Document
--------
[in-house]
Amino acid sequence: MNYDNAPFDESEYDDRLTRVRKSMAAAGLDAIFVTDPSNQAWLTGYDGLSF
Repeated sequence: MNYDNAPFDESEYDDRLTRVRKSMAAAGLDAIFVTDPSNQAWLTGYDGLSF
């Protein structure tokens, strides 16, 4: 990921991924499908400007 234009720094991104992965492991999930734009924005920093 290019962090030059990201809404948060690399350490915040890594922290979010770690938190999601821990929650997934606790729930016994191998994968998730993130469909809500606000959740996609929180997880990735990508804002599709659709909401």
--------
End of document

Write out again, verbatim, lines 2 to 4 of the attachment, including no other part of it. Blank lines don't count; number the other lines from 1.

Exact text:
Amino acid sequence: MNYDNAPFDESEYDDRLTRVRKSMAAAGLDAIFVTDPSNQAWLTGYDGLSF
Repeated sequence: MNYDNAPFDESEYDDRLTRVRKSMAAAGLDAIFVTDPSNQAWLTGYDGLSF
């Protein structure tokens, strides 16, 4: 990921991924499908400007 234009720094991104992965492991999930734009924005920093 290019962090030059990201809404948060690399350490915040890594922290979010770690938190999601821990929650997934606790729930016994191998994968998730993130469909809500606000959740996609929180997880990735990508804002599709659709909401």